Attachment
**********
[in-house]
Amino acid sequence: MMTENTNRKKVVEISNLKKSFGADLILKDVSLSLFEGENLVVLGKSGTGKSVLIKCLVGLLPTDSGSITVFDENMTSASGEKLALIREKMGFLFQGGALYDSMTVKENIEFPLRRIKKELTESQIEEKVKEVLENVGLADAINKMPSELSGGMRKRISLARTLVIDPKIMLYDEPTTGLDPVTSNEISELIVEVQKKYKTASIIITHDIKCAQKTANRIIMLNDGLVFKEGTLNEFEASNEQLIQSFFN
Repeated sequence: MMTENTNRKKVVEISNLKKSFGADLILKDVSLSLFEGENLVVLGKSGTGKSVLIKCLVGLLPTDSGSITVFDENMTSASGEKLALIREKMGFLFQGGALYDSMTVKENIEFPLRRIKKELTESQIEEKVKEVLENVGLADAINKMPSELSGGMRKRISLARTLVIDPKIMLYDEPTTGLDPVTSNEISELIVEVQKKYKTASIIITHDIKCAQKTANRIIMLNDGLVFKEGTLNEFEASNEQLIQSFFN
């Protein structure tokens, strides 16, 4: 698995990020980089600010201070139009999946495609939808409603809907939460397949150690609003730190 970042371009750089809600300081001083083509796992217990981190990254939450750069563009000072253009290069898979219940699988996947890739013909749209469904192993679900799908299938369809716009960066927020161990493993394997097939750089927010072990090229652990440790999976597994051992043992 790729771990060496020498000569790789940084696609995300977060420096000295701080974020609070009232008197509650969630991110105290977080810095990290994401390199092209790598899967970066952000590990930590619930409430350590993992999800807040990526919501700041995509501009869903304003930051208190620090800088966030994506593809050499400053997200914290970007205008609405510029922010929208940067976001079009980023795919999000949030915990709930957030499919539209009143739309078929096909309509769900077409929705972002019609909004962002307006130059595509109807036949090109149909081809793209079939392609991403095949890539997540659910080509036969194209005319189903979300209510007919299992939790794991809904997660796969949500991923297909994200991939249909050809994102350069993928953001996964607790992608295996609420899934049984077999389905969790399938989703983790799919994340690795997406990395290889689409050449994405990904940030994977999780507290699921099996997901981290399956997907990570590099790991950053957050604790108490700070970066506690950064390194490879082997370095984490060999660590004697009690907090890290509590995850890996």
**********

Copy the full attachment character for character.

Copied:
[in-house]
Amino acid sequence: MMTENTNRKKVVEISNLKKSFGADLILKDVSLSLFEGENLVVLGKSGTGKSVLIKCLVGLLPTDSGSITVFDENMTSASGEKLALIREKMGFLFQGGALYDSMTVKENIEFPLRRIKKELTESQIEEKVKEVLENVGLADAINKMPSELSGGMRKRISLARTLVIDPKIMLYDEPTTGLDPVTSNEISELIVEVQKKYKTASIIITHDIKCAQKTANRIIMLNDGLVFKEGTLNEFEASNEQLIQSFFN
Repeated sequence: MMTENTNRKKVVEISNLKKSFGADLILKDVSLSLFEGENLVVLGKSGTGKSVLIKCLVGLLPTDSGSITVFDENMTSASGEKLALIREKMGFLFQGGALYDSMTVKENIEFPLRRIKKELTESQIEEKVKEVLENVGLADAINKMPSELSGGMRKRISLARTLVIDPKIMLYDEPTTGLDPVTSNEISELIVEVQKKYKTASIIITHDIKCAQKTANRIIMLNDGLVFKEGTLNEFEASNEQLIQSFFN
């Protein structure tokens, strides 16, 4: 698995990020980089600010201070139009999946495609939808409603809907939460397949150690609003730190 970042371009750089809600300081001083083509796992217990981190990254939450750069563009000072253009290069898979219940699988996947890739013909749209469904192993679900799908299938369809716009960066927020161990493993394997097939750089927010072990090229652990440790999976597994051992043992 790729771990060496020498000569790789940084696609995300977060420096000295701080974020609070009232008197509650969630991110105290977080810095990290994401390199092209790598899967970066952000590990930590619930409430350590993992999800807040990526919501700041995509501009869903304003930051208190620090800088966030994506593809050499400053997200914290970007205008609405510029922010929208940067976001079009980023795919999000949030915990709930957030499919539209009143739309078929096909309509769900077409929705972002019609909004962002307006130059595509109807036949090109149909081809793209079939392609991403095949890539997540659910080509036969194209005319189903979300209510007919299992939790794991809904997660796969949500991923297909994200991939249909050809994102350069993928953001996964607790992608295996609420899934049984077999389905969790399938989703983790799919994340690795997406990395290889689409050449994405990904940030994977999780507290699921099996997901981290399956997907990570590099790991950053957050604790108490700070970066506690950064390194490879082997370095984490060999660590004697009690907090890290509590995850890996």